Quit Like a Millionaire is one of my favorite financial independence books of all time. Not only does it have more specific details about the technical details of FI, it also made me laugh like a sea lion.
Kristy Shen starts by describing her experience as a poor child in China. This is an excellent and attention-grabbing foundation for the book, because anyone reading it in English surely has more resources and ability to earn and save money. If that statement seems challenging, at least agree that anyone reading this is not a little kid...? ...and then actually read the book itself. Shen also describes herself as a mediocre student, struggling with concepts and getting by on hard work rather than brilliance.
In other words, if Kristy Shen and Bryce Leung can do it, anyone can. The book is filled with charts showing the numbers for all different income and saving levels.
Shen goes over the financial principles she used to become financially independent very carefully. One of the most surprising of these is her Pay-over-Tuition score, which shows that a doctor or a lawyer may do only about as well as someone in an arts career due to the high cost of their education.
Something I particularly appreciated was the concept of “eating bitterness” and how Shen makes use of scarcity mindset. I have a bit of this myself, and have actually broken out in hives at the thought of wasting money on certain things. It definitely helps to draw on this attitude when engaging in extreme saving.
Quit Like a Millionaire explains Modern Portfolio Theory, capital gains harvesting, and geographic arbitrage, among other concepts. The section on insurance was enlightening. It can be hard to believe, but becoming financially independent actually eliminates whole categories of spending, and insurance can be one of them.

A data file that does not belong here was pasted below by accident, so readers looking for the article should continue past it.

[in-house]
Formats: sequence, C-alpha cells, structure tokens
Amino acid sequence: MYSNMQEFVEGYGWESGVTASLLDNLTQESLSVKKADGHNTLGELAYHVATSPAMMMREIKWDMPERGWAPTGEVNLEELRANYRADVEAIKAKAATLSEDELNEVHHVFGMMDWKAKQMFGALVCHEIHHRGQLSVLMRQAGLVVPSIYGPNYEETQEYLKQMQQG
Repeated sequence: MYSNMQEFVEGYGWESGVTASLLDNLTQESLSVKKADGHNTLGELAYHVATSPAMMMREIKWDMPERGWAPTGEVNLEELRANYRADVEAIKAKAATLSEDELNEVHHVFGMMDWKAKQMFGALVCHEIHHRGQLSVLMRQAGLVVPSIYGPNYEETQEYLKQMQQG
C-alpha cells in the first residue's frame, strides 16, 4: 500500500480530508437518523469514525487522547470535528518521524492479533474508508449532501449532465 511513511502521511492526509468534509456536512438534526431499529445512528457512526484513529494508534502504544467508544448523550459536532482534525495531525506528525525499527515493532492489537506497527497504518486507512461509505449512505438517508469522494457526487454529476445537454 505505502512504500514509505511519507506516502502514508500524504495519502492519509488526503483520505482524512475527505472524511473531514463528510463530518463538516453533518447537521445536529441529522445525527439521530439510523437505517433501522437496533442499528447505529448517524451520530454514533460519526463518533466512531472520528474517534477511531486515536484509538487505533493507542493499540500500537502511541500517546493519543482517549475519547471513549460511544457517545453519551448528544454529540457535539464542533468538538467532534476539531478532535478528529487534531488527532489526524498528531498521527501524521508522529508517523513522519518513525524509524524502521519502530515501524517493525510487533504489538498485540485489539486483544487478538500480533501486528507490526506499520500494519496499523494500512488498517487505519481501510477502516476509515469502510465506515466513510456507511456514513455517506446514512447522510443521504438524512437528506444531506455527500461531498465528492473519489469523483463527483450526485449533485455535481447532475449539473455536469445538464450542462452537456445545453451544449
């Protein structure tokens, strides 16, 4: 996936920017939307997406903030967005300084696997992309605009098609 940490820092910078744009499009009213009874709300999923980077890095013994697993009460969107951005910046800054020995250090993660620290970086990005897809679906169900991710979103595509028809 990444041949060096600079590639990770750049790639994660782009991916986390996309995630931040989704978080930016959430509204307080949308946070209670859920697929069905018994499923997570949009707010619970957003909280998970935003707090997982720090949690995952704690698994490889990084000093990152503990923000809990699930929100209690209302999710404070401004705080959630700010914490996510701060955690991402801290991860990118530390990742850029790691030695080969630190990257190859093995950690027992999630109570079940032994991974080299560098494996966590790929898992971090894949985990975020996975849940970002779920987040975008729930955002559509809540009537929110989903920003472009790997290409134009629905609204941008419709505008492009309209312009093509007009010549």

Kristy Shen and Bryce Leung retired just after they turned thirty, which is nuts, but possible. What is even crazier is that they accidentally discovered they could travel the world for the same cost as living at home. Now they’re at least three years into their retirement and it sure sounds like they’re having a lot of fun. I don’t know about you but I wouldn’t mind joining them.
Read this book and Quit Like a Millionaire today... or maybe eleven years from now, but who’s counting?
No one is coming to save you.
My boss didn’t care about my mediocre grades; he hired me because of my insane work ethic.
For them, failure was totally an option.
Since I knew that things could always get worse, the Scarcity Mind-set taught me that money was precious and if I wanted security and autonomy in life, I’d have to earn it.
“The past doesn’t matter. What do we do now?”
If you understand money, life is incredibly easy. If you don’t understand money, like the vast majority of people, life is incredibly hard.
I've been working with chronic disorganization, squalor, and hoarding for over 20 years. I'm also a marathon runner who was diagnosed with fibromyalgia and thyroid disease 17 years ago.
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